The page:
86. Yucca Mountain Standards, EPA.

87. Nuclear Energy Institute.

88. Morris R. C., The Environmental Case for Nuclear Power. Economical, Medical and Political Considerations, Paragon House, St. Paul, Minnesota, 2000.

89. Hoffmann P., Tomorrow's Energy. Hydrogen, Fuel Cells, and the Prospects for a Cleaner Planet, The MIT Press, Cambridge, 2002.

90. Hydrogen and Other Alternative Fuels for Air and Ground Transportation, (Ed.: H. W. Pohl), John Wiley & Sons, Chichester, England, 1995.

91. The Hydrogen Economy: Opportunities, Costs, Barriers and R&D Needs, National Research Council and National Academy Engineering, The National Academic Press, Washington, DC, 2004.

92. U.S. Department of Energy:

93. Toward a Hydrogen Economy, editorial and special issue: Science, 2004, vol. 305, p. 957.

94. Milne T. A., Elam C. C., Evans R. J., Hydrogen from Biomass: State of the Art and Research Challenges, IEA/H2/TR-02/ 001, International Energy Agency (IEA).

95. Romm J. J., The Hype about Hydrogen. Fact and Fiction in the Race to Save the Climate, Island Press, Washington, DC, 2004.

96. Bossel U., Eliasson B., Taylor G., The Future of the Hydrogen Economy: Bright or Bleak?, 2003, Available from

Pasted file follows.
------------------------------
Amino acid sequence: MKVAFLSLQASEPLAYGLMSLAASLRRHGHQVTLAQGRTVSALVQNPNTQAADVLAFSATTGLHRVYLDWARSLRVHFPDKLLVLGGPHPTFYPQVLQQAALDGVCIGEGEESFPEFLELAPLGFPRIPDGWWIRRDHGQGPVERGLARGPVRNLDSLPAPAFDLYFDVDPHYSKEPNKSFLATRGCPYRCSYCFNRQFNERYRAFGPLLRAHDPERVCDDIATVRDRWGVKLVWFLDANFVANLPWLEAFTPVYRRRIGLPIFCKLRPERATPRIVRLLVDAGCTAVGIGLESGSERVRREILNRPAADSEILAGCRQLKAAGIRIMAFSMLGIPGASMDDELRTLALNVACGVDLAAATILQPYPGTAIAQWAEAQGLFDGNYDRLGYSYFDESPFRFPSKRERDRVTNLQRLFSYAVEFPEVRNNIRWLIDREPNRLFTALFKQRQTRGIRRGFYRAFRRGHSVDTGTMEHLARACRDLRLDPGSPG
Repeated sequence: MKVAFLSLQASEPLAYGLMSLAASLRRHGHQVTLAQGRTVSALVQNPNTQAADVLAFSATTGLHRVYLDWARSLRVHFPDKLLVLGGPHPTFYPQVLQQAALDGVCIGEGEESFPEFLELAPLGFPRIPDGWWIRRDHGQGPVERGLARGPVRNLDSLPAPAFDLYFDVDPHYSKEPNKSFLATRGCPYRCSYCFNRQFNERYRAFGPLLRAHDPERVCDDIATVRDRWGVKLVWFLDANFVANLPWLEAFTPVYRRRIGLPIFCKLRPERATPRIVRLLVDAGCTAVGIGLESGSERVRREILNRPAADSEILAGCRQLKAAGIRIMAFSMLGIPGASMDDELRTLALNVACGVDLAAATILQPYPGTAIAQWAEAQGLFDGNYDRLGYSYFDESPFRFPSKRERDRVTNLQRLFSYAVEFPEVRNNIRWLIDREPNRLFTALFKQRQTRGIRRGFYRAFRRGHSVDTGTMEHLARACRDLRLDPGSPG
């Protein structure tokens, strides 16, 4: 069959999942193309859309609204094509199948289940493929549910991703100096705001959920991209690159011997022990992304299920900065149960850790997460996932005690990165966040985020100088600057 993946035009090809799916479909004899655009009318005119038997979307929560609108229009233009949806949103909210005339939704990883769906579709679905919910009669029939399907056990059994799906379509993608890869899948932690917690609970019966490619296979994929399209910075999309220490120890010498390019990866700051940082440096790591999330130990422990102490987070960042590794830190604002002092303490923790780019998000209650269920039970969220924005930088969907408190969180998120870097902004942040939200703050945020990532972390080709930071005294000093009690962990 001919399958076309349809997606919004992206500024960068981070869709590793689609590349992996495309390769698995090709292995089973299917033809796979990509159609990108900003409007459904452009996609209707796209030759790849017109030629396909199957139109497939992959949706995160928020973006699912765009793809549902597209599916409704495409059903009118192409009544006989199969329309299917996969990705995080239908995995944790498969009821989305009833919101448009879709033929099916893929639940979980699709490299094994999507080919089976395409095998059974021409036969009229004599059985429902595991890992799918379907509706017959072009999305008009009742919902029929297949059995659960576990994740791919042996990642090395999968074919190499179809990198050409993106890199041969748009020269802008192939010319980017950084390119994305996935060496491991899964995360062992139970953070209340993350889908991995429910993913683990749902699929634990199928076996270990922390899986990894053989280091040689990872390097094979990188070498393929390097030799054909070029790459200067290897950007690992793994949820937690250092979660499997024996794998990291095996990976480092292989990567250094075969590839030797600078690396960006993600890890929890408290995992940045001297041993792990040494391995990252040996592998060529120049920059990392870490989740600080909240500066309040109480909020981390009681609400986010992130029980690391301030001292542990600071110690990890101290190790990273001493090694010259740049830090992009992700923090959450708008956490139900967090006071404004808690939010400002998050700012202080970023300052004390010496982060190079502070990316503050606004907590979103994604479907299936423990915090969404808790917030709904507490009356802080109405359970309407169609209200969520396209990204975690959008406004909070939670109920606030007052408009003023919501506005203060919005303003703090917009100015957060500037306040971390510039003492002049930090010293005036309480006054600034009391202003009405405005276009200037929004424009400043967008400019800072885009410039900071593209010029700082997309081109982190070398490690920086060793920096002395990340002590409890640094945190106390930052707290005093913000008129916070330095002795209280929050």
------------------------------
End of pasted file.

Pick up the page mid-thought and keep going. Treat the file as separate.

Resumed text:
97. Altmann M., Gaus S., Landinger H., et al., Wasserstofferzeugung in Offshore Windparks 'Killer-Kriterien', Grobe Auslegung und Kostenabschaetzung, Studie im Auftrag von GEO Gesellschaft fuer Energie Und Oekologie mbH, L-B-System-technik GmbH, Ottobrunn, Germany, 2001.

98. His S., Panorama 2004: Hydrogen: An Energy Vector for the Future?, Institut Francais du Petrole (IFP), 2004, available at

99. Bientôt l'Ère Hydrogène, Alternatives Magazine, 2004, vol. 7, p. 8, available at

100. Source: BMW

101. U.S. Department of Energy, Energy Efficiency and Renewable Energy (EERE).

102. Fairley P., Recharging the Power Grid, Technology Review, March, 2003, p. 50.

103. VRB-ESS: The Great Leveller, Modern Power Systems, June, 2005, p. 55.

104. Williams B., Hennesy T., Electric Oasis, IEE Power Engineering, February/March, 2005, p. 28.

105. Wilks N., Whatever the Weather. Advances in Battery Technology Could Hold the Key to Successful Development of Alternative Sources of Energy, Professional Engineering, October 6, 2004, p. 33.

106. Boyle R., The Sceptical Chymist, London, 1661.

107. Stiles A. B., Methanol, Past, Present, and Speculation on the Future, AIChE Journal, 1977, vol. 23, p. 362.

108. Methanol Production and Use, (Eds.: W-H. Cheng, H. H. Kung), Marcel Dekker, New York, 1994.

109. Fiedler E., Grossmann G., Kersebohm D. B., et al., Methanol, in Ullmann's Encyclopedia of Industrial Chemistry, Vol. 21, 6th ed., Wiley-VCH, Weinheim, Germany, 2003, p. 611.

110. Fischer F., Tropsch H., Synthesis of Higher Members of the Aliphatic Series from Carbon Monoxide, Berichte, 1923, vol. 56B, p. 2428.

111. Fischer F., Tropsch H., Direct Synthesis of Petroleum Hydrocarbons at Ordinary Pressure, Berichte, 1926, vol. 59B, p. 830.

112. Edmonds W. J., Synthetic Methanol Process, Commercial Solvents Corporation, US Patent 1,875,714, 1932.

113. Weissermel K., Arpe H.-J., Industrial Organic Chemistry, 4th edn, Wiley-VCH, Weinheim, Germany, 2003.